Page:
MY FATHER’S PEOPLE COME FROM the province of Shandong, China, and he was born in Shanghai.  My grandfather taught chemistry and spoke fluent English, my father taught it briefly before escaping his family at the age of 23. My mother remembers visiting her ancestral home on the border of two southern provinces, Guangdong and Guangzhou, as a child. She grew up on Peng Chau, a tiny island a mile wide serviced by a ferry from Hong Kong. Her father made paper lanterns during festivals and she would sell them on the streets. She was 19 when she arrived in New York and attempted to hail a cab in the Bronx. It was 1970.

My parents met in a boarding house on east Gerrard street in Toronto. They went to college (my mom finishing a diploma in graphic design, my dad dropping out of chemistry at Waterloo) and backpacked Europe and toured the States by bus before buying a house in Ottawa and having me. There is an elm tree in our front yard planted the year I was born. In photos our house looks like it has hardly any furniture. A pair of speakers, a dining room table scavenged from Le Hibou, a famous coffeehouse in the Byward Market that many Canadian poets read at. I like to think that Gwendolyn MacEwen might have sat at it. My mom sewed blue-and-white tablecloths on a teal coloured Singer.

I went away to university in Vancouver. I was on the west coast for a long time. Toronto was the last place I thought I would ever live, so of course I live here now. I finished my long uncompleted English Honours B.A. at York. In between the years I worked at various places (see entries tagged on the blessings of work), including mopping floors, creating paper trails at PEN Canada, misprinting tickets at Tarragon Theatre, and, having at last discovered that I despise trying to sell anyone anything, spent this summer assisting to logistically co-ordinate sandbags and vendors at Harbourfront Centre.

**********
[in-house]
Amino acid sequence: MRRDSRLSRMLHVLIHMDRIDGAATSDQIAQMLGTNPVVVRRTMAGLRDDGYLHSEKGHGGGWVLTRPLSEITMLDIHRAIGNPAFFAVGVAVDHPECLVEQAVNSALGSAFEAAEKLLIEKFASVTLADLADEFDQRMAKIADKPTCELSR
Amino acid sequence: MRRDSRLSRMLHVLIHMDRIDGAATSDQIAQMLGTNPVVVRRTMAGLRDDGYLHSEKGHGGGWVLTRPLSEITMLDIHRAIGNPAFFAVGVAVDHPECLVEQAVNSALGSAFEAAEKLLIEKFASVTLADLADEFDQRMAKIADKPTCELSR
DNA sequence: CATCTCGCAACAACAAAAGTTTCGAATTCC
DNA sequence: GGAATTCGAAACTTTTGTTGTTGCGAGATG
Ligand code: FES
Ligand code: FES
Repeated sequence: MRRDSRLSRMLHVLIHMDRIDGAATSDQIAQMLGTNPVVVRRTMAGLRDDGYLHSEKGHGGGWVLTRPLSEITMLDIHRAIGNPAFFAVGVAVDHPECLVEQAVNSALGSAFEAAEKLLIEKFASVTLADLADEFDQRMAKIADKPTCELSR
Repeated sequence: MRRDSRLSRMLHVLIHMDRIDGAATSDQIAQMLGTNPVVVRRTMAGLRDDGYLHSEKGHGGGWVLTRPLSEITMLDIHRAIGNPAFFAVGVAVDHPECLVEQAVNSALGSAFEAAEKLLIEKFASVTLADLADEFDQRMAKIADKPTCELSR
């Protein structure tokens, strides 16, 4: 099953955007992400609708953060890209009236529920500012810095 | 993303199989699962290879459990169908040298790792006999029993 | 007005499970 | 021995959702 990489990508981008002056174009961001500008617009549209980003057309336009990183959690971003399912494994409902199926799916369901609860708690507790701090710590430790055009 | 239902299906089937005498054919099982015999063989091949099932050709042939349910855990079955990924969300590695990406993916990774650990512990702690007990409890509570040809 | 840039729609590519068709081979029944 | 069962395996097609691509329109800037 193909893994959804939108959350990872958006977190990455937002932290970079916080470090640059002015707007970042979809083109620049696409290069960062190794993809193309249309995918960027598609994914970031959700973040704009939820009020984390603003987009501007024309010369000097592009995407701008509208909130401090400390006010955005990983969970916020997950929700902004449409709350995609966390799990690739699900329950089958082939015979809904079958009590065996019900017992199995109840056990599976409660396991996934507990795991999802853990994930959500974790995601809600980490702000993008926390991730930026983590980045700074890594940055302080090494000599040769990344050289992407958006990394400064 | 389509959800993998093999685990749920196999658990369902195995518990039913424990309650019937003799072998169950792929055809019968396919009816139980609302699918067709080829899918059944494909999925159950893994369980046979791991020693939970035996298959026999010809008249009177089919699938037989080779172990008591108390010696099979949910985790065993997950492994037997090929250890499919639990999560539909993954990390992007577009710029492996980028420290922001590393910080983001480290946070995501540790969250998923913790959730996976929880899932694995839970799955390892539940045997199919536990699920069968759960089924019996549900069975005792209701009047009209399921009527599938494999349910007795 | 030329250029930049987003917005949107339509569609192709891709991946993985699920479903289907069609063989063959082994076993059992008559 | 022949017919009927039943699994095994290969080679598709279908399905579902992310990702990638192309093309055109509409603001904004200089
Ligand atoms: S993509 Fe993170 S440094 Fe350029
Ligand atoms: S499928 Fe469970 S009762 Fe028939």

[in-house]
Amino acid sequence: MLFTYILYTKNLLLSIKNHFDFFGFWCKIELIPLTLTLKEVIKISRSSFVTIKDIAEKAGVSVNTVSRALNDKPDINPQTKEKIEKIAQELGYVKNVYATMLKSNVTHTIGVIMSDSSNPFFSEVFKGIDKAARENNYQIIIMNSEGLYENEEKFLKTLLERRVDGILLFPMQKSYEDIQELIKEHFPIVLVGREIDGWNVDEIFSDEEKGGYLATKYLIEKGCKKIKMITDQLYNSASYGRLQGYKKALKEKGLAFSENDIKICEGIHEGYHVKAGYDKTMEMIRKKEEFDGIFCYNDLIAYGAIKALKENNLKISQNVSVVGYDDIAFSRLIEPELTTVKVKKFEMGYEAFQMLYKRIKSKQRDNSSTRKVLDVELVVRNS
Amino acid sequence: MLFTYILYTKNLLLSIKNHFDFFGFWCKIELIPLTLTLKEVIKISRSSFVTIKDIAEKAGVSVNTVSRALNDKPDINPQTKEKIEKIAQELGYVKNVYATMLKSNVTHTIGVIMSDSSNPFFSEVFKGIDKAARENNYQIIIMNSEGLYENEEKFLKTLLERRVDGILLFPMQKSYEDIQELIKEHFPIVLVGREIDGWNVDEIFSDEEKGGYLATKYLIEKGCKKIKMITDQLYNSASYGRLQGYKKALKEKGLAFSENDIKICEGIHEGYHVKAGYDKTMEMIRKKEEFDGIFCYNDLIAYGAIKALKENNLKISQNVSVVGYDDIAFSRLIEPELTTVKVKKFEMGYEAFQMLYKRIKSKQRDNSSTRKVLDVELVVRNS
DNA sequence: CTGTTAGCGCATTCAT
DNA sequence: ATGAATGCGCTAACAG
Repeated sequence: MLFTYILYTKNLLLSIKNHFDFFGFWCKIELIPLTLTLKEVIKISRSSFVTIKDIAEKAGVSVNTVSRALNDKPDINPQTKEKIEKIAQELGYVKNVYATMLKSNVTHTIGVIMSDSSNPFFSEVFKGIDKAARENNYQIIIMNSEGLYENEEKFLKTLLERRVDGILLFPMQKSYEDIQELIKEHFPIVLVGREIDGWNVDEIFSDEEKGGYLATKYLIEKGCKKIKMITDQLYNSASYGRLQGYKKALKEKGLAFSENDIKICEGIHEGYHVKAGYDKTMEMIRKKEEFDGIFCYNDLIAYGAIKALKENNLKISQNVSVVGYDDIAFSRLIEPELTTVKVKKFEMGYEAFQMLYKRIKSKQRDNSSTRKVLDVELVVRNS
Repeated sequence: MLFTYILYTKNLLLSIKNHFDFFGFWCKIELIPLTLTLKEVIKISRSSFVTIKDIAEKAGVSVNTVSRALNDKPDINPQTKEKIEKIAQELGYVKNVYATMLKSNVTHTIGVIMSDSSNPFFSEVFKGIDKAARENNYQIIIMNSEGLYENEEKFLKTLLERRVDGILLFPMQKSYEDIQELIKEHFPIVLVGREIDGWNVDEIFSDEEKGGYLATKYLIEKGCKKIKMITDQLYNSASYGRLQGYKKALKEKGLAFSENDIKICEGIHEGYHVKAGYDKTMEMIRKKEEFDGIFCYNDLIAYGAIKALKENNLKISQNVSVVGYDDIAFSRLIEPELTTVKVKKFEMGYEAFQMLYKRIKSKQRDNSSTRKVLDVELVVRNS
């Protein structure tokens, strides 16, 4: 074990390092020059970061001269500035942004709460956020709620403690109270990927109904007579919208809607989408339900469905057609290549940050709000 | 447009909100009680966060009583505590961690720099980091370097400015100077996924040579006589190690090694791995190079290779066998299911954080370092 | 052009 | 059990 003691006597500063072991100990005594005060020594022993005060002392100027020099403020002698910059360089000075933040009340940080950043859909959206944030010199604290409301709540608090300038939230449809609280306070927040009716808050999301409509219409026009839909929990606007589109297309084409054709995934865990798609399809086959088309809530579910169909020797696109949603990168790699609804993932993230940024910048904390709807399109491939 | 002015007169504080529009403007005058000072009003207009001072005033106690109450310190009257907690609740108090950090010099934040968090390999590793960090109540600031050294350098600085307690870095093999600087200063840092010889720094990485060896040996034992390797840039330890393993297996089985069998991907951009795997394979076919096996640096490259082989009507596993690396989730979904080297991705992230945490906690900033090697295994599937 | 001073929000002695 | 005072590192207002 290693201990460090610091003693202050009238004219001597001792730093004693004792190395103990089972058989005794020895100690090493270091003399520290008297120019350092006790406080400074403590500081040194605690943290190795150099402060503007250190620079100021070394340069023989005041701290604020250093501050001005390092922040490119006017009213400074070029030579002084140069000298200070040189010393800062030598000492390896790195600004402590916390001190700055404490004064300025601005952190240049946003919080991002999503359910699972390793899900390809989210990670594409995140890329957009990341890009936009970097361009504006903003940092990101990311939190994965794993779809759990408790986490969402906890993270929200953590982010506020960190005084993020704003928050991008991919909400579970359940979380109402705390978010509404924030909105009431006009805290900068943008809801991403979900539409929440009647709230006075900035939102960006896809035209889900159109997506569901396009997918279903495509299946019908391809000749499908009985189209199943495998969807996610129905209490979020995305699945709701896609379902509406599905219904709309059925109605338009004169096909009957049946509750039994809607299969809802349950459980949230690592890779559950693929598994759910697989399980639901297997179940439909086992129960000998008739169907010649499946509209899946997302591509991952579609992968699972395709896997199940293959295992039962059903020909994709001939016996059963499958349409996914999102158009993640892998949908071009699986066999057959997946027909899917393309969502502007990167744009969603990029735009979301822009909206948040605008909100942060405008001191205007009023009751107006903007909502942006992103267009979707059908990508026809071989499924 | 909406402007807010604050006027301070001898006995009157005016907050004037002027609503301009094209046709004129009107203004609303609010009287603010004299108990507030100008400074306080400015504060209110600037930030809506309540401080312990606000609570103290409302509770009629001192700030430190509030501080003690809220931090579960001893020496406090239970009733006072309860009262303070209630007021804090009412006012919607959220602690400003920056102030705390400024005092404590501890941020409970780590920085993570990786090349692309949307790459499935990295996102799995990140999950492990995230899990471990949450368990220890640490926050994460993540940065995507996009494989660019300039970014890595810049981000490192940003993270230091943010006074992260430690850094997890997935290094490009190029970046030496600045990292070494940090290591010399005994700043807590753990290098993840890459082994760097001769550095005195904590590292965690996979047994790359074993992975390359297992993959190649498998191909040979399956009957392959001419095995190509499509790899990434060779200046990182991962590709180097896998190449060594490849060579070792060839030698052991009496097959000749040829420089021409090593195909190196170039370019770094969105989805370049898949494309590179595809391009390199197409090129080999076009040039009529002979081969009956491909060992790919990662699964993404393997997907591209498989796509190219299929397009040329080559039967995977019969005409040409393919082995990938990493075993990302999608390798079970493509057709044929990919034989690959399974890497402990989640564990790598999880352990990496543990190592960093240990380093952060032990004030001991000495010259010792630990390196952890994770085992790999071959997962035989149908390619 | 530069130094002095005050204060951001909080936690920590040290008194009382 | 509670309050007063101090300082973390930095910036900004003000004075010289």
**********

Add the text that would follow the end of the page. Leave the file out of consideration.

After something like a 9 year writing drought, or more accurately, slow trickle, 2010 has been an astonishing year for me. In the spring I was a participant in Banff Centre’s Spring Writing with Style workshop. This summer I was accepted as an emerging writer with Toronto’s Diaspora Dialogues. I begin my long-postponed M.A. in English and Writing at the University of Toronto. My work is forthcoming in Canadian Literature. Maybe it will be another 9 years before I’m this productive again. On this schedule, you can expect to hear more from me in 2019.

Sometimes I can be found on a sailboat going around in circles off Toronto Island. Sometimes I am swimming laps. I am also fond of trains, bikes, and making meals and then washing dishes and then making some more meals. Come to think of it, I am generally always moving in a kind of a loop, either heading home or getting away from it, or writing again and again about the same things in different ways, a bit like an astronaut tethered and flailing to the mothership, wondering which way is up, and what she should put her faith in.

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